Doctor Who Recap
Mummy on the Orient Express
By Edwin Davies
October 20, 2014
At this point, it seems like the episode is going to go in one specific direction; the mummy is going to go after Clara and Maisie, and The Doctor is going to have to figure out how to save them in the nick of time. That does happen to an extent, but the journey to that point has a few unexpected and welcome detours.
The cleverest bit of writing in the episode is actually foreshadowed by its cringeworthy title. For the first half, even as the episode gets a lot of fun out of Clara's simultaneous irritation and delight at being dropped into one more adventure ("There's a body and a mummy! Can you not just get on a train? Did a wizard put a curse on you?"), the idea that this is all taking part on the Orient Express, even an intergalactic version, just seems kind of weird. Sure, set it on a train by all means, but why such a famous one, other than for the wordplay?
I don't think I can adequately express how delighted I was when it turned out that the whole episode was building up to an inversion of the resolution to Murder on the Orient Express. Whereas in that book it is revealed that more or less everyone on the train had got on to commit a murder, this episode hinged on the revelation that more or less everyone on the train had been brought on to solve murders. Or, more precisely, since everyone on board is an expert in some field relating to science or mythology, to figure out the nature of the Foretold before it kills them all. It's an immensely clever little twist that drastically alters the story in a way that still felt like a natural evolution of everything that came before the revelation. Credited writer Jamie Mathiesen, who has never written for the show before but did write the immensely odd comedy Frequently Asked Questions About Time Travel, really should be commended for what a great job he did in hiding the twist in plain sight.
Once the nature of their situation becomes apparent, the Doctor starts to act in a way that we've never really seen him act before. Knowing that the only way to gather information on the Foretold is to wait for it to pick a victim and have them describe what they see, hoping that they can use their last minute of life to reveal important clues about their enemy, The Doctor and his team of assorted boffins start trying to figure out who will be next.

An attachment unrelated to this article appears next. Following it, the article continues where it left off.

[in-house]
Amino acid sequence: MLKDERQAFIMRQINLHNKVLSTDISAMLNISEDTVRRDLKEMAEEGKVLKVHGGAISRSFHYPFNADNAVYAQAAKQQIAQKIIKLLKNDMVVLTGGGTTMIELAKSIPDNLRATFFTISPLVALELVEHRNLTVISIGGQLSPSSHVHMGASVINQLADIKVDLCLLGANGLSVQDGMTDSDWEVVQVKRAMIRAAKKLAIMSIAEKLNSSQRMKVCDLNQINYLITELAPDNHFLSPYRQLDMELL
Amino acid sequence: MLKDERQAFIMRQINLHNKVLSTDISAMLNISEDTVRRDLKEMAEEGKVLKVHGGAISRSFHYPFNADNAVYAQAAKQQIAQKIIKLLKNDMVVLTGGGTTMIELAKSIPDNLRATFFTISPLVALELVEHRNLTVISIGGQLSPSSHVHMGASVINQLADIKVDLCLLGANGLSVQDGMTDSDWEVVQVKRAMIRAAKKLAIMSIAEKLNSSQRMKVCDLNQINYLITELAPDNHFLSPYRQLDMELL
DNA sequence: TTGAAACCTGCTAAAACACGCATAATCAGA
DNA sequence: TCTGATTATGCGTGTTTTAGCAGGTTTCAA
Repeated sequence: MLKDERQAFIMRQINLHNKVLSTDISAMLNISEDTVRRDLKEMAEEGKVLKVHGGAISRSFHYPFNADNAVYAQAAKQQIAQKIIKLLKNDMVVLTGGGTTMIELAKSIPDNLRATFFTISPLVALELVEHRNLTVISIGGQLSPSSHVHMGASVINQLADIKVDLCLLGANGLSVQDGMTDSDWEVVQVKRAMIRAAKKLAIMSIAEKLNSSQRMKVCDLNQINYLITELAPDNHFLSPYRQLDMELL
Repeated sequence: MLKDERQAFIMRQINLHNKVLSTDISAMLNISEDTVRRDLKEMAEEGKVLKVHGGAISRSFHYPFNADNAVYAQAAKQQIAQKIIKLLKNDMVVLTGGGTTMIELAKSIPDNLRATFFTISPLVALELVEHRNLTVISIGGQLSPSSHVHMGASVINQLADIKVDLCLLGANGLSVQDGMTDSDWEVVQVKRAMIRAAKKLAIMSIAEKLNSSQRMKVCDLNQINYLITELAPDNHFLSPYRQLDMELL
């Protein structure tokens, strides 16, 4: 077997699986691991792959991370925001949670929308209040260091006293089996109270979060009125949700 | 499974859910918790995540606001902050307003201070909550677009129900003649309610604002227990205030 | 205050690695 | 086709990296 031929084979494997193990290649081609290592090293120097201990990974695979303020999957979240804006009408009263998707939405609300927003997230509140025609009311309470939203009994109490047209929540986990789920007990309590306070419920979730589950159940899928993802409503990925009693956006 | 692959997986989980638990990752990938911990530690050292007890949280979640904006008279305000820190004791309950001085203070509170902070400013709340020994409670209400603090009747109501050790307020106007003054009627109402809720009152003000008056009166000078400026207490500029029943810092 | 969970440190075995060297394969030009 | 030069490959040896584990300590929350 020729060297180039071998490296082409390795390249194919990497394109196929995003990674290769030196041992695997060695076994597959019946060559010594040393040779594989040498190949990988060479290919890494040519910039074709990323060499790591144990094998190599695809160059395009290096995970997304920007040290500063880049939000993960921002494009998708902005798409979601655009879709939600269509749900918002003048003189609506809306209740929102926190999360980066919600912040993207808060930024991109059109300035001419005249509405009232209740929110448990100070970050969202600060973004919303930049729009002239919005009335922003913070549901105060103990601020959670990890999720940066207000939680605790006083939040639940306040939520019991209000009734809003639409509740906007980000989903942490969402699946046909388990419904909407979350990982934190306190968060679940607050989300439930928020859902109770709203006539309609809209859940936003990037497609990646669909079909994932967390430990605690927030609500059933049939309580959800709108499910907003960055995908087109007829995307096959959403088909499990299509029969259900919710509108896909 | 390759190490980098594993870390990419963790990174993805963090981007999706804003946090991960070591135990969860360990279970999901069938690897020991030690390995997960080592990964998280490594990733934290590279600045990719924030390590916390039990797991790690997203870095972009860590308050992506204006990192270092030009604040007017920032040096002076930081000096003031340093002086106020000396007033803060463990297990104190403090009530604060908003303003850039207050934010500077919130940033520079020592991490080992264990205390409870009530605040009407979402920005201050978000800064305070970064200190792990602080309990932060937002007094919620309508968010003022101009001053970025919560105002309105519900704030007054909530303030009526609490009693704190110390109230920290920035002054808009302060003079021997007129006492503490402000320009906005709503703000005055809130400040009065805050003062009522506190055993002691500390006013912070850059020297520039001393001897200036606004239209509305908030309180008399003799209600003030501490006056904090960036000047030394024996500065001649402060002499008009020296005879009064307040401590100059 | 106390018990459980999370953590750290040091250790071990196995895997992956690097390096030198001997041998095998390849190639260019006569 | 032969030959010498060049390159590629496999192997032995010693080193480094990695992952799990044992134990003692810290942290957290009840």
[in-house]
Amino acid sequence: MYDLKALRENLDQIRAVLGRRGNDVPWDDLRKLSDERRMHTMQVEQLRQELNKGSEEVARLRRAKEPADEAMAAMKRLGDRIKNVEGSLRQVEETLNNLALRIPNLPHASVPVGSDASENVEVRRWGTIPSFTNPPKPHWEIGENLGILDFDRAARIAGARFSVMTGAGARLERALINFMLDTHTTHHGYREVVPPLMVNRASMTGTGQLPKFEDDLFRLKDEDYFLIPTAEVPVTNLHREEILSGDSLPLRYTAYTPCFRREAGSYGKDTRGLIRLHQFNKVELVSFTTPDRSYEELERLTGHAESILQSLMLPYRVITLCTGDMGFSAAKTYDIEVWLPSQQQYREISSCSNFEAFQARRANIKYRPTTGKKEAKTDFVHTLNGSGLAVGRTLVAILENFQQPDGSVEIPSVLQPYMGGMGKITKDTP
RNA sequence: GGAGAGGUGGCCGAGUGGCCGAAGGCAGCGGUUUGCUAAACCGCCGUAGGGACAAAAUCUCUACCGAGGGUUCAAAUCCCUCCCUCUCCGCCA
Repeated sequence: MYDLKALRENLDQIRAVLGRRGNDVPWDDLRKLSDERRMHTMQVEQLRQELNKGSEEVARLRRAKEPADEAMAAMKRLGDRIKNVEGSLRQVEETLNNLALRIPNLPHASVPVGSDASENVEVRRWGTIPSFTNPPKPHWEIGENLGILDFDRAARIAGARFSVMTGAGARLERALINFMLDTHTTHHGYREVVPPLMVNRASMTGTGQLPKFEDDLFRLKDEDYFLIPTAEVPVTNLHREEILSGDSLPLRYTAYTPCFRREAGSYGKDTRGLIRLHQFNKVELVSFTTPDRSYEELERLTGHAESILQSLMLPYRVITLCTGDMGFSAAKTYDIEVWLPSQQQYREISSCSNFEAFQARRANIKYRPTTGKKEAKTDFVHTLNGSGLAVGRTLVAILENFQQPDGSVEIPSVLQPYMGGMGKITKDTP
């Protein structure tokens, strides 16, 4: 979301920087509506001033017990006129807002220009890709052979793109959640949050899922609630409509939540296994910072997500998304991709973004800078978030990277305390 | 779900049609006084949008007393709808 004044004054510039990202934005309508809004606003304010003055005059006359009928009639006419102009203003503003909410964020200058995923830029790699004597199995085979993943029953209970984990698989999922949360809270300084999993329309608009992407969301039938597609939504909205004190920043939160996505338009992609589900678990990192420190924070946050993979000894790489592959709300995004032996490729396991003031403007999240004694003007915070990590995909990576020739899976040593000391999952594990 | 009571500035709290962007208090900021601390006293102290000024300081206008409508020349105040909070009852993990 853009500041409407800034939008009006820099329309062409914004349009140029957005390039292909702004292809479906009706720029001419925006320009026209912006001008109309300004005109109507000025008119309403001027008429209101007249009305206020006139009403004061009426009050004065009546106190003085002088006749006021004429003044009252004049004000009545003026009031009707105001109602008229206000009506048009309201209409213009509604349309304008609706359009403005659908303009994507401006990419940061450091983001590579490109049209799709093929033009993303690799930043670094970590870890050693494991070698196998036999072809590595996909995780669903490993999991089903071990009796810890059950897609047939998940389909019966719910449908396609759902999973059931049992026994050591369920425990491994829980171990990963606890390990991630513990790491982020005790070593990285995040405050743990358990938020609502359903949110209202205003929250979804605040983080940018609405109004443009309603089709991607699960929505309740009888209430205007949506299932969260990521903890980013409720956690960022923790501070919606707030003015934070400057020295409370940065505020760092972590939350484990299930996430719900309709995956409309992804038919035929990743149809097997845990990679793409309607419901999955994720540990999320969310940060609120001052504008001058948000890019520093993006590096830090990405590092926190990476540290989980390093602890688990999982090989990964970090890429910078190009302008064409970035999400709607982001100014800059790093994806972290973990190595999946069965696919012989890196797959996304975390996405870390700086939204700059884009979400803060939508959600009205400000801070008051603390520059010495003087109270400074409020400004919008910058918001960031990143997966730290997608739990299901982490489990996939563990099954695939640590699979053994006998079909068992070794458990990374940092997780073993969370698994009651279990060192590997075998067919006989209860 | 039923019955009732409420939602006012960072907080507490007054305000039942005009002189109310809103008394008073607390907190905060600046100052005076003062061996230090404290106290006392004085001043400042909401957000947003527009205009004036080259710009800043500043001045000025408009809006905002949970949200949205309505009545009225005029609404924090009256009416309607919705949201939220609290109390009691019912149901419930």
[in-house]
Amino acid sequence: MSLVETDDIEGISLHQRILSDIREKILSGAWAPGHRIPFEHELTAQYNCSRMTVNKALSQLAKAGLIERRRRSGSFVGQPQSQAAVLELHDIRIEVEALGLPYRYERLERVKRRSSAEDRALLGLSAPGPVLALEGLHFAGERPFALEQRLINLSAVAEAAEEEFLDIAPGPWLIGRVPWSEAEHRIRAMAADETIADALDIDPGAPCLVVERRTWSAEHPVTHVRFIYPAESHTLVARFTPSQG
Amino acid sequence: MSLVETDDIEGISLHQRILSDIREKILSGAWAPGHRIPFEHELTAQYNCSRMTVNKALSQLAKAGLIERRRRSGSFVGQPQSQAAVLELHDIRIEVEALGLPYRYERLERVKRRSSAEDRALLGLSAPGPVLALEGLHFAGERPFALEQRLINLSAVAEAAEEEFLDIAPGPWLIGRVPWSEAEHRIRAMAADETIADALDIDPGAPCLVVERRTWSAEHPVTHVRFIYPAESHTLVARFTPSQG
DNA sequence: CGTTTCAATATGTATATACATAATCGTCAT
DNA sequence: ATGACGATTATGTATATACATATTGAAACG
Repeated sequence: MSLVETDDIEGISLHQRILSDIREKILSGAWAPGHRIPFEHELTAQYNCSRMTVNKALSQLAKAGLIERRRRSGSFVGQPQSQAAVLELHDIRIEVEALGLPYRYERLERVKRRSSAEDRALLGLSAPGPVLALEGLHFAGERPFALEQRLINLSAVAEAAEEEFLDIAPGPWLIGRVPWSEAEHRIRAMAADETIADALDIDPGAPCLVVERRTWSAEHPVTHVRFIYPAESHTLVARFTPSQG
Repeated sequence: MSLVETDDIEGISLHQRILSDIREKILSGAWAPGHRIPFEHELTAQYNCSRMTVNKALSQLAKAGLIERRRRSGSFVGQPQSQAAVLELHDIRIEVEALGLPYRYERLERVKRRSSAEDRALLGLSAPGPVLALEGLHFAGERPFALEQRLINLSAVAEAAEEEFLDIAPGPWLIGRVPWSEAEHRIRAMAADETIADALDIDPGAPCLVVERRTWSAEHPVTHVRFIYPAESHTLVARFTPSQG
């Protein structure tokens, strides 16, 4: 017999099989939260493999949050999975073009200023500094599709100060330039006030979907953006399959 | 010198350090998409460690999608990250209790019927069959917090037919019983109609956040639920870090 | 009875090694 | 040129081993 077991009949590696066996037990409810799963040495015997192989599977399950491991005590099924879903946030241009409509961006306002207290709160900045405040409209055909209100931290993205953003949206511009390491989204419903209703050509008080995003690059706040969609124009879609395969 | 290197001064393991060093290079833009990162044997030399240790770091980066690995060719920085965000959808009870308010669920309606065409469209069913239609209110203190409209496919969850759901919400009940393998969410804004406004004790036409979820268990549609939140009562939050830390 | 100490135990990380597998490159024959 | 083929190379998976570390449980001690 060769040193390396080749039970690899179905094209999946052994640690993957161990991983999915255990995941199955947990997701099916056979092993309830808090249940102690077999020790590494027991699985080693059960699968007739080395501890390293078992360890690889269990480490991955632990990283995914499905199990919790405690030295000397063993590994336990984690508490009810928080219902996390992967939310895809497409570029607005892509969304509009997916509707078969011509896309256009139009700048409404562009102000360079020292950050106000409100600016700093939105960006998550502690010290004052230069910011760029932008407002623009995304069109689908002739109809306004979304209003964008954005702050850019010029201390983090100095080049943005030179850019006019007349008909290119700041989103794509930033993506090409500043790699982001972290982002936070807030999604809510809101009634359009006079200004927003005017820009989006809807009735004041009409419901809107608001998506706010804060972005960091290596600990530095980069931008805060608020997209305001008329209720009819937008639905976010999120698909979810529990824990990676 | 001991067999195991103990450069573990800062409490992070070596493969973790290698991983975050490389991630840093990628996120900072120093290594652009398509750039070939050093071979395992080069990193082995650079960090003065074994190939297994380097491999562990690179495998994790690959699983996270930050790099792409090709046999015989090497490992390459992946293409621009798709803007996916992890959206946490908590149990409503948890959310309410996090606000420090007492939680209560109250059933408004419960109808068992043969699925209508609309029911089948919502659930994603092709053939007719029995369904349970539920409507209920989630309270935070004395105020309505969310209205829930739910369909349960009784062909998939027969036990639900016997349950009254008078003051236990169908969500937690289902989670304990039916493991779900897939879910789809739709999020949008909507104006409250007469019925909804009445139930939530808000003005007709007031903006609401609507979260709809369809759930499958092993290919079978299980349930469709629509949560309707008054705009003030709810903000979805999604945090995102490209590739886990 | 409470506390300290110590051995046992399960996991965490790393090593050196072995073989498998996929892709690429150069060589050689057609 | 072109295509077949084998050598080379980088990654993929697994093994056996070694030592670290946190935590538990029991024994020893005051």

Once they realise that the Foretold picks out people who have a medical or psychological weakness, we see a couple of distressing scenes in which The Doctor, at his most intense and unflappable, berates people who know they are about to die into telling him what they see. It almost feels like he should be renamed The Researcher for the purposes of this episode, because that's what he becomes; someone who experiments and tries to reach a solution, while unable to directly influence the events.
Unfortunately, those experiments require people to die. When Clara confronts him about that approach at the end of the episode, she wonders if his heartless approach was all an act to mislead the artificial intelligence that was monitoring their every move on the train. In that moment, Capaldi suggests a wonderful complexity. The Doctor cares incredibly deeply about human life, but that he also has a pragmatism that allows him to do what needs to be done. He's still heroic in this episode because he's trying to save as many people on the train as he possibly can, but to do so he has to act callous, and Capaldi and Mathiesen push The Doctor to the very limits of his likability to explore that part of the character.